Effective survey instruments for health care research should be easy and quick to administer, inexpensive, accessible, and convenient . Exit interviews from the current study and an earlier qualitative study support the ease of use of the SIC by patients and caregivers and across varying disease severity . The SIC was developed to align with current US Food and Drug Administration and patient-focused drug development guidance regarding the use of PRO measures in clinical trials and characterization of the patient experience of COVID-19. This guidance stipulates that any PRO measure used to collect patient experiences must be developed with extensive input from patients in the population of interest and must undergo thorough psychometric evaluation in the target population. The results of the psychometric evaluations of the current study, along with the patient interviews, support its application in vaccine and treatment trials. Moreover, the SIC may have potential application in assessing the impact of variant-driven or vaccination-mediated changes in COVID-19 disease severity or symptoms.
Our goal in developing the SIC was to include, as much as possible and to the best of our knowledge, all symptoms experienced by COVID-19 patients based on literature reviews, patient input, and expert opinion. Although the cross-sectional study was limited to US patients, analyses were also conducted on a subset of data from ENSEMBLE2, a multinational, phase 3, COVID-19 vaccine trial. This dataset supports the validity of the SIC to assess signs and symptoms of COVID-19 in a variety of regions and settings. Because a vaccine trial is not optimal to establish meaningful change thresholds, further studies will be needed to more definitively establish these thresholds. Furthermore, symptoms experienced by COVID-19 patients are heterogeneous, with variability among patients in both type and severity of symptoms. SARS-CoV-2 is also changing rapidly; for example, with the continuous emergence of new variants [3,4,5] (most recently Omicron XBB.1.5, as of February 2023), additional qualitative studies will be needed to assess how new variants affect the symptomatic experience of COVID-19. It is possible the patient experience of COVID-19 as captured in this analysis could evolve as the COVID-19 variant landscape continues to change. Although ENSEMBLE2 data present change over time, long-term symptoms and effects of COVID-19 also remain to be investigated. However, the additional evidence obtained from the exit interviews may support a potential role for the SIC in diagnosis and evaluation of post–acute sequelae of COVID-19.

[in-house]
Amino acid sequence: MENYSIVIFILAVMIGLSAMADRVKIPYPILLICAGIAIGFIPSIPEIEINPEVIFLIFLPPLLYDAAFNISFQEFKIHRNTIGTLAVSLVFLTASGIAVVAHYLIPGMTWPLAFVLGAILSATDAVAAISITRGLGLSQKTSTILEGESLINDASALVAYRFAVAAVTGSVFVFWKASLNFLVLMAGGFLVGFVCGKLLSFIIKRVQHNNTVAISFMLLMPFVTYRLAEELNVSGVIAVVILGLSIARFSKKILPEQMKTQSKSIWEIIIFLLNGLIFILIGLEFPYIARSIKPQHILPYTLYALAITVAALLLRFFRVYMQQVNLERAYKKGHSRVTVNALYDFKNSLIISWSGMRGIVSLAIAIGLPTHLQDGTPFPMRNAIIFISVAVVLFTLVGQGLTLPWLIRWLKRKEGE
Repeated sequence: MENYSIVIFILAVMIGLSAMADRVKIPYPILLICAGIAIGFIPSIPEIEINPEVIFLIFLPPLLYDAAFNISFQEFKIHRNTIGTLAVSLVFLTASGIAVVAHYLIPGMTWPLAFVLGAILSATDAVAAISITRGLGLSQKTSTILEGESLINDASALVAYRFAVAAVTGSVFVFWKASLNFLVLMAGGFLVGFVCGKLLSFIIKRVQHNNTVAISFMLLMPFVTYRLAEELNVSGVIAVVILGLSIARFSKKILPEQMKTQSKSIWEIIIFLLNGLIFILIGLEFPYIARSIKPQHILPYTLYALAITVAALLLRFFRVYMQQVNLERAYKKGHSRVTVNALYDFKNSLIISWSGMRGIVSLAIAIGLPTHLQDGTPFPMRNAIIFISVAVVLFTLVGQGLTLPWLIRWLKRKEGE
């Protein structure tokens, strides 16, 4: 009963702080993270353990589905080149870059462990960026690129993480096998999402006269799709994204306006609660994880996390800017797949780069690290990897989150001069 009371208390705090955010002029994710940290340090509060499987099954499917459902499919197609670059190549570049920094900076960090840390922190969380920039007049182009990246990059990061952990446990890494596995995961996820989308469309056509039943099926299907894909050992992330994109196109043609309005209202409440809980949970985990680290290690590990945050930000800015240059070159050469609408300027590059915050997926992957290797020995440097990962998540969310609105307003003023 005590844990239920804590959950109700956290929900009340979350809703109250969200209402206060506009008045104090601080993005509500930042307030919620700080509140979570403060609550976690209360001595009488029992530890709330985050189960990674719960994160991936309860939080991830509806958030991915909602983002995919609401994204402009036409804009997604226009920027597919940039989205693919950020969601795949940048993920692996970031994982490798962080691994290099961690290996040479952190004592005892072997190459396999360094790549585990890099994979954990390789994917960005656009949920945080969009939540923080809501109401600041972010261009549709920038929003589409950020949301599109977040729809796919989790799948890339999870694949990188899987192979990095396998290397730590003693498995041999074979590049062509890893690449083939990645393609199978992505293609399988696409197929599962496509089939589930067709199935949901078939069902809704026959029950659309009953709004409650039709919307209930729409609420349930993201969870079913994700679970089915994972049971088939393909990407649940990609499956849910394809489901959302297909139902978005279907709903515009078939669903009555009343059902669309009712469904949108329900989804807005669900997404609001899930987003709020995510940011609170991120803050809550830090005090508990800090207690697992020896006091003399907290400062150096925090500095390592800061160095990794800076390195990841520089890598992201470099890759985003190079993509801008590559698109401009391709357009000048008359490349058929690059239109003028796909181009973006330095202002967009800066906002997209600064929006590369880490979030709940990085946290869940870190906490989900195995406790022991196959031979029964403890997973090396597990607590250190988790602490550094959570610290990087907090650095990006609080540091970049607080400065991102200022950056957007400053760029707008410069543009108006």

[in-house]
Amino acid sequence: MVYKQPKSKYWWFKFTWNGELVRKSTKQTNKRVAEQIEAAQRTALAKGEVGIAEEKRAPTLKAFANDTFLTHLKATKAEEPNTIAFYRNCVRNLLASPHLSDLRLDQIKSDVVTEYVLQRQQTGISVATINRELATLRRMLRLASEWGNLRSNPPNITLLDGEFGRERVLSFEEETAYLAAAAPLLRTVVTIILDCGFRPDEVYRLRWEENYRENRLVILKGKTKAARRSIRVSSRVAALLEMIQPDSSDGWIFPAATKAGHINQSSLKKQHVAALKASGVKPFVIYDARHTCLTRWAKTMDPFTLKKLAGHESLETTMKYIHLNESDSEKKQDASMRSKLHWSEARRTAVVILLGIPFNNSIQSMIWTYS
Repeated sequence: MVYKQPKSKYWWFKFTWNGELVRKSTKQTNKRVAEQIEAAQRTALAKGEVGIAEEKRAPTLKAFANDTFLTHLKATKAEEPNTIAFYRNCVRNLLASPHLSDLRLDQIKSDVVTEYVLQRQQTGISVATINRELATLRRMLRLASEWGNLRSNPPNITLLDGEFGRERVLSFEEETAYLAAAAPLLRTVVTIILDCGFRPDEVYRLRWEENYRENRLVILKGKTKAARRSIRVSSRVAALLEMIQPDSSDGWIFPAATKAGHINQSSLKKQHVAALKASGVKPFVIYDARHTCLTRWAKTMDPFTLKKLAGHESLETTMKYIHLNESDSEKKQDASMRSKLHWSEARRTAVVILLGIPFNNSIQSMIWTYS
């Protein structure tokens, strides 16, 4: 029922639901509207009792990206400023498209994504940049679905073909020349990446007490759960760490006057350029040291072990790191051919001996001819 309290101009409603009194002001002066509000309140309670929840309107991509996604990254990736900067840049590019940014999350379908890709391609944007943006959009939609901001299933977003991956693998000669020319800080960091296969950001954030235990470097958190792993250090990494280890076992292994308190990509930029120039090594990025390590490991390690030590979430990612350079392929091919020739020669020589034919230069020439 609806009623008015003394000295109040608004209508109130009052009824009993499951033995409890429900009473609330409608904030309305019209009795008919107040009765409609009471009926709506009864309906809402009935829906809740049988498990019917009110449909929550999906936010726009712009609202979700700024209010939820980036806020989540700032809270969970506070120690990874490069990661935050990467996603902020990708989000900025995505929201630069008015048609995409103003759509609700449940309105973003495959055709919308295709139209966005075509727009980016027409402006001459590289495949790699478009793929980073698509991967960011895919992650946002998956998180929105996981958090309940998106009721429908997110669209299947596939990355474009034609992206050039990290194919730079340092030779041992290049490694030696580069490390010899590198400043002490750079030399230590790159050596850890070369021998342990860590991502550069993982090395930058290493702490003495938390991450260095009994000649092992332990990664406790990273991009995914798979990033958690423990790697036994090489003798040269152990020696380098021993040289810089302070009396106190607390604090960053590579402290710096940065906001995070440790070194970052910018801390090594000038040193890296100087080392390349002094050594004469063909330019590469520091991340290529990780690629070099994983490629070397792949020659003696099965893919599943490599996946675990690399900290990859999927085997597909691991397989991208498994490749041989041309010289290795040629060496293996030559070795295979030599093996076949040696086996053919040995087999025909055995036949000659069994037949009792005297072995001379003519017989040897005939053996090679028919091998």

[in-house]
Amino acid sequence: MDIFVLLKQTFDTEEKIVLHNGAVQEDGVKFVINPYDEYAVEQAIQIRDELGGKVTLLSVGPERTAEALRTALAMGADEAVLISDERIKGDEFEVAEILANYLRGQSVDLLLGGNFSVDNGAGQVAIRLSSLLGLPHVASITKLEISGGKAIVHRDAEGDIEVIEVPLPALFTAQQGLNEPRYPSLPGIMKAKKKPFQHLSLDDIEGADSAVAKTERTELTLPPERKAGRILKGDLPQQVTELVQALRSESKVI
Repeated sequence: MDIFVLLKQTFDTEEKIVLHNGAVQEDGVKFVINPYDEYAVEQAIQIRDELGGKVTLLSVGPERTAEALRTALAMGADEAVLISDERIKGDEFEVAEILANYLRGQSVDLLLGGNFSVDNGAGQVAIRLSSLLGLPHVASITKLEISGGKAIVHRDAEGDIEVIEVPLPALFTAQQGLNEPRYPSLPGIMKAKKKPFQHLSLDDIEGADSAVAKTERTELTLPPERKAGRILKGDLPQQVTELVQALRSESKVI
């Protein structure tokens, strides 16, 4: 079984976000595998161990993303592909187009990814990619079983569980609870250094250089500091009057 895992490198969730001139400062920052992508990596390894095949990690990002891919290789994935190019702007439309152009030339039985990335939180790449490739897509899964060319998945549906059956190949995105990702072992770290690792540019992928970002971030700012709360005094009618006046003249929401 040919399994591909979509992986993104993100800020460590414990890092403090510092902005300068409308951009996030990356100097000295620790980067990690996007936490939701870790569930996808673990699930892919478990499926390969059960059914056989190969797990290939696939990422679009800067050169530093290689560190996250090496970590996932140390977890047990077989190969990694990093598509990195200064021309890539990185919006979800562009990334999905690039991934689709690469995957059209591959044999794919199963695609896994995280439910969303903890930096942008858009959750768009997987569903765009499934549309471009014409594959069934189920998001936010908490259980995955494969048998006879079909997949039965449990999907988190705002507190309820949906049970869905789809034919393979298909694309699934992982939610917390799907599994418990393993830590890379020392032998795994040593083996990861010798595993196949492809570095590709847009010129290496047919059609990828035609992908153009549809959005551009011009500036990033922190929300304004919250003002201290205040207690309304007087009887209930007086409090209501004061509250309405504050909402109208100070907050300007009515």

The results of the psychometric analyses and exit interviews from the cross-sectional study along with the longitudinal psychometric analyses from ENSEMBLE2 support use of the SIC in both treatment and vaccine clinical trials, pending future work to evaluate the responsiveness of the SIC.
The data sharing policy of Janssen Pharmaceutical Companies of Johnson &
Johnson is available at https://www.janssen.com/clinical-trials/transparency. These data were made available by RTI Health Solutions for the current study and are not publicly available. Other researchers should contact https://www.rtihs.org/.
Analysis of variance
Centers for Disease Control and Prevention
Coronavirus disease 2019
General Education Development
Polymerase chain reaction
Patient Global Impression of Change
Patient Global Impression of Severity
Patient-Reported Outcomes Measurement Information System-29
Symptoms of Infection with Coronavirus-19
Visual analog scale
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Medical writing support was provided by Laura Ninger and Sadie van Dyne, PhD, Kurt Kunz, MD, MPH, and Catherine DeBrosse, PhD, of Lumanity Communications Inc., and was funded by Janssen Global Services, LLC.
This work was supported by Janssen Vaccines & Prevention. Medical writing support was funded by Janssen Vaccines & Prevention. The corresponding author had full access to all the data in the study and final responsibility for the decision to submit for publication.
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This study was reviewed on ethical grounds by the RTI International institutional review board. For ENSEMBLE2, the protocol and amendments were approved by ethics committees and institutional review boards per local regulations. All participants provided written informed consent.
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VW, CR, SF, MM, SL, and SY are employees of RTI Health Solutions, which received research funding from Janssen during the conduct of this study. JM was an employee of RTI Health Solutions at the time of the study. EKHC, EGK, and PM are employees of Janssen Global Services, LLC, and hold stock in Johnson & Johnson. JSt, YL, and KM were employees of Janssen at the time of the study. JSa is an employee of Janssen Research & Development, LLC, and holds stock in Johnson & Johnson. IvD is an employee of Johnson & Johnson. AFS is a consultant to Janssen Global Services, LLC.
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Chan, E.K., Williams, V., Romano, C. et al. Psychometric evaluation of the Symptoms of Infection with Coronavirus-19 (SIC): results from a cross-sectional study and a phase 3 clinical trial. J Patient Rep Outcomes 7, 45 (2023). https://doi.org/10.1186/s41687-023-00581-z